There’s a common mantra in the world of software development: “A lot of times, people don't know what they want until you show it to them.”
What companies often fail to remember is that when Steve Jobs came out with that famous quote, he was talking about creating new technology from the ground up, not making an app or debuting a new service. While those areas also require constant innovation, the playing field is incredibly different—and the customer is a much more integral part of the machine.
Still, innovation is the keyword of the day, and every intelligent business should strive to create and improve their apps in a fluid environment. The best of them are adopting agile methodologies for every avenue of business, using sprints and epics to align engineering, design, content, marketing, and sales departments. Getting all key stakeholders and teams on the same page is an important first step, but for many teams, that’s where the journey ends. They forget that the customer is an important – if not crucial – part of the circle.
It’s self-evident that the sales team should have contact with customers, but researchers Rajesh Sethi and Carolyn Nicholson found that when development teams also directly engaged with end users, they were actually more likely to create successful products (and to be more motivated to work harder). They studied 114 teams, and found that teams that relied more on customers' input during new product development produced more innovative outcomes.
Finding meaning in development work
Despite popular belief, the number one contributor to job satisfaction isn’t high paycheques, or team lunches, or foosball tables—it’s mattering. No one wants to work in a vacuum, writing lines of code for a product they never see, or shipping products that no one ever uses.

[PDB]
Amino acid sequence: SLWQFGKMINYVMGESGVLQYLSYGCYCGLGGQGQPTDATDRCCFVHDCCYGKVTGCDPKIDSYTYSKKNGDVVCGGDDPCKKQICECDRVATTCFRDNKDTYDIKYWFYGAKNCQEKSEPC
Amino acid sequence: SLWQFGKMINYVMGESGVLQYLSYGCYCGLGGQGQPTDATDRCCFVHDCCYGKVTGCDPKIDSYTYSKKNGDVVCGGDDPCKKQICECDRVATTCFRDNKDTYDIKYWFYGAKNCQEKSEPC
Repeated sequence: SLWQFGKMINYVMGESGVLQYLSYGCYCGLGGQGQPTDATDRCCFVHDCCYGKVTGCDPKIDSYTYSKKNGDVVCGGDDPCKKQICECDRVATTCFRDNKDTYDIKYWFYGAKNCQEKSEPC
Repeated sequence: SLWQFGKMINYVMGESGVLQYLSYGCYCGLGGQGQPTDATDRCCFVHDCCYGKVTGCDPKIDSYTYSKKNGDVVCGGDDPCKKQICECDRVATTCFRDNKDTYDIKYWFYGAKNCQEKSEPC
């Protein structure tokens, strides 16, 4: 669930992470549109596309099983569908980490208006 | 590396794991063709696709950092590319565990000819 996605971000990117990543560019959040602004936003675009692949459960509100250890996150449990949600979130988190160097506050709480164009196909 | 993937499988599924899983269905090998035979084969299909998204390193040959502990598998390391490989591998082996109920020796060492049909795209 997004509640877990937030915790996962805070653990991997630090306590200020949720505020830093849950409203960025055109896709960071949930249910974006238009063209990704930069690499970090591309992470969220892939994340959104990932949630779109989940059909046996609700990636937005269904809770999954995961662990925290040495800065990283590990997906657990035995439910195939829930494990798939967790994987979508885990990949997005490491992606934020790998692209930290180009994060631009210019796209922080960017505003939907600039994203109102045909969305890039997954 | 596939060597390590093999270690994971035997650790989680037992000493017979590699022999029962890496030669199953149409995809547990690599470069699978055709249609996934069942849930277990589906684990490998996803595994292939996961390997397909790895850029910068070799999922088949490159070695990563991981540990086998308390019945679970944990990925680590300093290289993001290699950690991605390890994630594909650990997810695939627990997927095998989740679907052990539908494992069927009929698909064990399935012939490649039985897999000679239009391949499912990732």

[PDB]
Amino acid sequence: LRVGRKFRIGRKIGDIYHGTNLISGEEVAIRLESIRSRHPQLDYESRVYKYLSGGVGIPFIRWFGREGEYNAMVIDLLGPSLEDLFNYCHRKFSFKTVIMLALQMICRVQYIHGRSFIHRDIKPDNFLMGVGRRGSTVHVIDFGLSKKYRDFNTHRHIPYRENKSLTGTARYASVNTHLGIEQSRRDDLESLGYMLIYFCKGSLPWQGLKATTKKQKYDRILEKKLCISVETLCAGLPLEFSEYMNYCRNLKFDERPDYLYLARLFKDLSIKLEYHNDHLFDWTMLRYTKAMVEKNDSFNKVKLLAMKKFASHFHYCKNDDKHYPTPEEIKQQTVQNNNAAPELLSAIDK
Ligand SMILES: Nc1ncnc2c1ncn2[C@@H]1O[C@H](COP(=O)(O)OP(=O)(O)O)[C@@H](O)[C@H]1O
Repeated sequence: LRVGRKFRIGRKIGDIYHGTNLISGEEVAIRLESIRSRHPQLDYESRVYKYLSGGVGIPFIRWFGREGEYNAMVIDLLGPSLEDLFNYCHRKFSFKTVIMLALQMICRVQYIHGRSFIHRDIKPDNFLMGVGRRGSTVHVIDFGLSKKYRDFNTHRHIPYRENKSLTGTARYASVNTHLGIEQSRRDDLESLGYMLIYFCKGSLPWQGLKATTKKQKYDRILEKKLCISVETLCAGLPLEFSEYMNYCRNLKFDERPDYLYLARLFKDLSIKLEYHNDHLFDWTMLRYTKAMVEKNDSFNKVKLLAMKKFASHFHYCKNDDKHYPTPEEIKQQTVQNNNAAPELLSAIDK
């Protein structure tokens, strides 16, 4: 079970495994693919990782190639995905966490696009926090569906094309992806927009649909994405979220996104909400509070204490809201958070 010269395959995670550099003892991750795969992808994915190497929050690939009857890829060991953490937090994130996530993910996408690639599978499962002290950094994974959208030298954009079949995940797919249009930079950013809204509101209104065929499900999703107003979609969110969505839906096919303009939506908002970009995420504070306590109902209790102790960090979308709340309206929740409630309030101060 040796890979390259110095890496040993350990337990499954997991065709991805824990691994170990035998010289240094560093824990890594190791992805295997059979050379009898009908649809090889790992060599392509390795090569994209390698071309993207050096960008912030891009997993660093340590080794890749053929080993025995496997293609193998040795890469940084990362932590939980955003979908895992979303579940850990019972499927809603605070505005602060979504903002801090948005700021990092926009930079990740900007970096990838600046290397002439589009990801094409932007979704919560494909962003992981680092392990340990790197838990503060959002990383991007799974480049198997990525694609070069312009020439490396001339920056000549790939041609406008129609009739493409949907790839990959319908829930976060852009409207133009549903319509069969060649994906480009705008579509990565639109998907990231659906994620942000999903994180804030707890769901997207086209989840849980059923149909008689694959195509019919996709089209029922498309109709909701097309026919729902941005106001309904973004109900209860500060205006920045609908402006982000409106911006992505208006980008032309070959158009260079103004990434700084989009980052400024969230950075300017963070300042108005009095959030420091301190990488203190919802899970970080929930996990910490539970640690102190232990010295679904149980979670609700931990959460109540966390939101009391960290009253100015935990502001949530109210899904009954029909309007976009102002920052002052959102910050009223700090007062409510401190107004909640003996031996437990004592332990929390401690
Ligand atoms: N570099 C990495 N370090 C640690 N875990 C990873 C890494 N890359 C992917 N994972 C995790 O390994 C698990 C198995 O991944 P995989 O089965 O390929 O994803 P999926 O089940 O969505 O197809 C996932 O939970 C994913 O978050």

In a 2010 study, scientists found that finding meaning in one's work increases motivation, engagement, and job satisfaction. But how can employers create meaning for their staff? Not everyone will be employed doing positive works for the greater good, but meaning can also come from something simpler: a direct connection between employees (in this case, developers) and customers.
The science backs it up. End users who benefit from a company’s products or services are surprisingly effective in motivating people to work harder, smarter, and more productively.
Honest ideas straight from the end user
Speaking directly with end users could also motivate technical folks to make changes that they originally might have fought. Organizational psychologist David Hofmann and journalist Adam Grant have found that employees tend to see end users as more credible than team leads. The user doesn’t have an agenda—they won’t just tell you what they think you want to hear—which can make their opinions feel more valuable, and more reliable.
In the book “Microsoft Secrets,” a lab manager described how developers immediately empathized with users they met in person, even when before those concerns would have been brushed off. “The usual nonsense answer—‘Well, they can just look in the manual if they don’t know how to use it,’ or ‘My idea is brilliant; you just found ten stupid people’—that kind of stuff just goes out the door.”
A face-to-face connection with end users causes a stronger emotional connection for developers, motivating them to design software with users in mind.
Developing and designing with (real) people in mind
Of course, meeting with end-users has one final benefit: being able to truly understand them as human beings. It’s one thing to hand developers a deck describing “Christopher Condo Owner” and “Sally CEO,” but those are archetypes, not people. A truly human connection can only be created by listening to their stories.
This strategy isn’t limited to developers either. Your entire team should have access to ongoing feedback loops where they have a chance to hear straight from end users – or those who could be great potential users of your product – on what would work for them and what wouldn’t.
At ZenHub, we make sure to incorporate feedback into everything we do. From customer discovery calls and social media monitoring, to feedback forms and surveys. Some of our best ideas have come directly from our users.
This shouldn’t be a one-off project; over time, it should become central to the way you do business. Why make assumptions on what your audience wants when you can literally just ask?
Put your developers (and other team members) on the line—metaphorically, of course—and you’ll be amazed by what they can achieve.